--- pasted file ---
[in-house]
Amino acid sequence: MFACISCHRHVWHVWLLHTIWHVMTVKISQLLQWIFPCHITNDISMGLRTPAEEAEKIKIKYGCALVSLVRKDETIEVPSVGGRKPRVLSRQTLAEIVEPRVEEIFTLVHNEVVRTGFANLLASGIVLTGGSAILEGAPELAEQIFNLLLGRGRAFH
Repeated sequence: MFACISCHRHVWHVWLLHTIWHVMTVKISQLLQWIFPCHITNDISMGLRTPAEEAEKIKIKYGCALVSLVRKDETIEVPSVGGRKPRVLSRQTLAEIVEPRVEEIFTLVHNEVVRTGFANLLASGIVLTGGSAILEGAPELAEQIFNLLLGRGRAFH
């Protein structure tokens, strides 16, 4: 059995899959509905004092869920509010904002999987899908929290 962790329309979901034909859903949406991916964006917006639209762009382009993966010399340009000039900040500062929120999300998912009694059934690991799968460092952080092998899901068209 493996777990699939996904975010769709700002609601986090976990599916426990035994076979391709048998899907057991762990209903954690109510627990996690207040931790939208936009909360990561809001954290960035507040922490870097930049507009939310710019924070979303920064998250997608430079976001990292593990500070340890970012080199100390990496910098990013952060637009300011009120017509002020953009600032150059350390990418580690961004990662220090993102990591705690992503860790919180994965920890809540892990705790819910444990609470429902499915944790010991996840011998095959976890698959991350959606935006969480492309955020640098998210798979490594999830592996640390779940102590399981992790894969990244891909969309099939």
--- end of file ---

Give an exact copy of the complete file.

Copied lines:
[in-house]
Amino acid sequence: MFACISCHRHVWHVWLLHTIWHVMTVKISQLLQWIFPCHITNDISMGLRTPAEEAEKIKIKYGCALVSLVRKDETIEVPSVGGRKPRVLSRQTLAEIVEPRVEEIFTLVHNEVVRTGFANLLASGIVLTGGSAILEGAPELAEQIFNLLLGRGRAFH
Repeated sequence: MFACISCHRHVWHVWLLHTIWHVMTVKISQLLQWIFPCHITNDISMGLRTPAEEAEKIKIKYGCALVSLVRKDETIEVPSVGGRKPRVLSRQTLAEIVEPRVEEIFTLVHNEVVRTGFANLLASGIVLTGGSAILEGAPELAEQIFNLLLGRGRAFH
């Protein structure tokens, strides 16, 4: 059995899959509905004092869920509010904002999987899908929290 962790329309979901034909859903949406991916964006917006639209762009382009993966010399340009000039900040500062929120999300998912009694059934690991799968460092952080092998899901068209 493996777990699939996904975010769709700002609601986090976990599916426990035994076979391709048998899907057991762990209903954690109510627990996690207040931790939208936009909360990561809001954290960035507040922490870097930049507009939310710019924070979303920064998250997608430079976001990292593990500070340890970012080199100390990496910098990013952060637009300011009120017509002020953009600032150059350390990418580690961004990662220090993102990591705690992503860790919180994965920890809540892990705790819910444990609470429902499915944790010991996840011998095959976890698959991350959606935006969480492309955020640098998210798979490594999830592996640390779940102590399981992790894969990244891909969309099939």